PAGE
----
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Other highlights in the October 16 issue of JNCI

Journal of the National Cancer Institute

Women May Have an Exaggerated Perception of Their Breast Cancer Risk

Many women who undergo prophylactic bilateral mastectomy have an exaggerated perception of their breast cancer risk before surgery, suggests a study in the October 16 issue of the Journal of the National Cancer Institute.

Prophylactic bilateral mastectomy is a preventive option for women who are at high risk of developing breast cancer. A woman's perception of her risk can influence her decision to undergo this surgery. Kelly A. Metcalfe and Steven A. Narod, M.D., of the Centre for Research in Women's Health, Sunnybrook and Women's College Health Sciences Centre, Toronto, compared the perceptions of breast cancer risk among 75 women who had undergone prophylactic bilateral mastectomy with objective estimates of their breast cancer risk.

They found that all women, except those who knew they carried a mutation in one of the two breast cancer susceptibility genes, BRCA1 and BRCA2, overestimated their breast cancer risk. The authors conclude that most women who undergo prophylactic bilateral mastectomy do not have an accurate perception of their breast cancer risk before they have the surgery. The authors suggest that formal genetic counseling and testing could provide more accurate risk estimates to guide women who are considering their options for preventing breast cancer.

Contact: Janet Wong, University of Toronto, 416-978-5949, jf.wong@utoronto.ca

Antiperspirant Use Not Associated With Risk of Breast Cancer

A study of more than 1500 women offers no evidence to support the hypothesis that antiperspirant use increases the risk of developing breast cancer. The results appear in the October 16 issue of the Journal of the National Cancer Institute.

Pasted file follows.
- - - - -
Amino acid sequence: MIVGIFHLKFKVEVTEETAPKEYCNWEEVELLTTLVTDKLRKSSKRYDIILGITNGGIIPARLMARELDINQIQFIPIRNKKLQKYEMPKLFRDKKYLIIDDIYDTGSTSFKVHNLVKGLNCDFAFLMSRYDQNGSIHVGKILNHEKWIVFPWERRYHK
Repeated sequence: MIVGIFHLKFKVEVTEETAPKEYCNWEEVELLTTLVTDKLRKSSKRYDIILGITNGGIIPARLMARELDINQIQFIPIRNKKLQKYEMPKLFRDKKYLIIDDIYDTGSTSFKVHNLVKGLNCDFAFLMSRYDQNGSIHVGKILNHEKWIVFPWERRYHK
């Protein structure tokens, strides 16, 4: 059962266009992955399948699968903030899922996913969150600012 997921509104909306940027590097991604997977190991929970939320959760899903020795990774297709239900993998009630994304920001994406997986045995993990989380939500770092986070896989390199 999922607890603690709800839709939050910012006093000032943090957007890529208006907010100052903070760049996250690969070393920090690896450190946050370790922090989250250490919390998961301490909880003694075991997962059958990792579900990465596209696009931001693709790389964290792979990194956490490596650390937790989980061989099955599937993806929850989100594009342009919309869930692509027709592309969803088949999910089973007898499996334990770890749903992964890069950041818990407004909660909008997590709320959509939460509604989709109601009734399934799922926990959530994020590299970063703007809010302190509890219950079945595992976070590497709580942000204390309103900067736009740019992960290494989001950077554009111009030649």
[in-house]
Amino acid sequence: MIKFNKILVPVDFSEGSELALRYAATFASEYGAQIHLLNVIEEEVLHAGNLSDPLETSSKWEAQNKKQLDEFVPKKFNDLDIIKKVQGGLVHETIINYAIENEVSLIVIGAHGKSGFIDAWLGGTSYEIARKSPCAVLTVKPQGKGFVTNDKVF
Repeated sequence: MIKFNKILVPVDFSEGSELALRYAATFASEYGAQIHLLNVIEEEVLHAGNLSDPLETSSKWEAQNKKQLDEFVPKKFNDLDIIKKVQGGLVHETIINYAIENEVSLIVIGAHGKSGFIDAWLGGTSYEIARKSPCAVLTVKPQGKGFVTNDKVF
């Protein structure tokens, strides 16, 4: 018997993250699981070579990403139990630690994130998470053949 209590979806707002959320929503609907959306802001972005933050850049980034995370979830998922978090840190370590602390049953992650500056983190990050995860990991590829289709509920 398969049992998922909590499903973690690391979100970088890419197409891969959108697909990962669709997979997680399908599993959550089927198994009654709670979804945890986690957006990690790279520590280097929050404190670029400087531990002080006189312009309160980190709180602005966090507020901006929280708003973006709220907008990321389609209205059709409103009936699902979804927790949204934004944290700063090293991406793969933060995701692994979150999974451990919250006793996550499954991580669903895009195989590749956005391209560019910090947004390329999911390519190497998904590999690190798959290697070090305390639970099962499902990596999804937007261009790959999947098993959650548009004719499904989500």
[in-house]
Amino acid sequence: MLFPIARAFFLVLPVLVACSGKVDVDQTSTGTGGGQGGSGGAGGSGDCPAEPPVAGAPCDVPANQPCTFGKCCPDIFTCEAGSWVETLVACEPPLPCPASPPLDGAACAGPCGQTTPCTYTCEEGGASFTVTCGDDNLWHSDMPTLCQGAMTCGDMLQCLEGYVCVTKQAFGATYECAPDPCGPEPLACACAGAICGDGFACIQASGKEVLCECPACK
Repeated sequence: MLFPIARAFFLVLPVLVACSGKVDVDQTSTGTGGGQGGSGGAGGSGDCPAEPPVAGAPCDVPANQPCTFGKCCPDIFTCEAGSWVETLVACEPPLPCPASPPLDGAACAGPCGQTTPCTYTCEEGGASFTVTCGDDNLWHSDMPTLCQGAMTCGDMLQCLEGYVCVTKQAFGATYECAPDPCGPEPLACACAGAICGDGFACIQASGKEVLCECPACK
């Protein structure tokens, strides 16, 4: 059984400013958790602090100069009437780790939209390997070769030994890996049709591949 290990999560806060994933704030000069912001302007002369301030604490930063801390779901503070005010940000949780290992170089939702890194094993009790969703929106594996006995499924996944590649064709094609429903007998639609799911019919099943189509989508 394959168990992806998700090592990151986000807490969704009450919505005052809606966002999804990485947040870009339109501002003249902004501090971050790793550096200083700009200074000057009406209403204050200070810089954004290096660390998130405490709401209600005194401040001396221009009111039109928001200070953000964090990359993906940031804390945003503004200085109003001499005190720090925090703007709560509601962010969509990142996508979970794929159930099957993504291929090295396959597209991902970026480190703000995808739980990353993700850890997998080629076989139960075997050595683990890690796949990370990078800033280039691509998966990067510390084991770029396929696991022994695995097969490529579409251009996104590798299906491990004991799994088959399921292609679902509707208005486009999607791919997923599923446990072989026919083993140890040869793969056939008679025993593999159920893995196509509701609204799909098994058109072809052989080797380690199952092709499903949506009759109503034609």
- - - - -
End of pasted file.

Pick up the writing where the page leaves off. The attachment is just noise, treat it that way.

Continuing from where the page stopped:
There have been no published reports suggesting a biologic mechanism by which antiperspirants could cause breast cancer, and there are no epidemiologic studies to support such an association. However, a rumor of a causative link has been circulated widely on the Internet. Although several cancer organizations have posted statements clarifying that there is no reason to suspect a link, the rumor continues to circulate periodically.

Dana K. Mirick, M.S., Scott Davis, Ph.D., and David B. Thomas, M.D., Dr.P.H., of the Fred Hutchinson Cancer Research Center, Seattle, conducted a case-control study to investigate any possible relationship between products applied to the underarm and subsequent breast cancer risk. The researchers interviewed 813 women with breast cancer and 793 women without breast cancer. There was no increased risk of breast cancer among women who used antiperspirant or deodorant, who used such products and shaved their underarms with a razor, or who applied such products within 1 hour of shaving.

"The absence of any observed associations [between antiperspirant use and breast cancer risk] may help alleviate the concern of many that use of underarm antiperspirants or deodorants could alter their risk for breast cancer," the authors conclude.

Contact: Kristen Woodward, Fred Hutchinson Cancer Research Center, 206-667-5095; kwoodwar@fhcrc.org

Protein Patterns May Aid in Prostate Cancer Detection

A new study suggests that serum protein expression patterns may help distinguish benign prostate conditions from prostate cancer in men with normal or elevated levels of prostate-specific antigen (PSA), which is considered a marker for prostate cancer.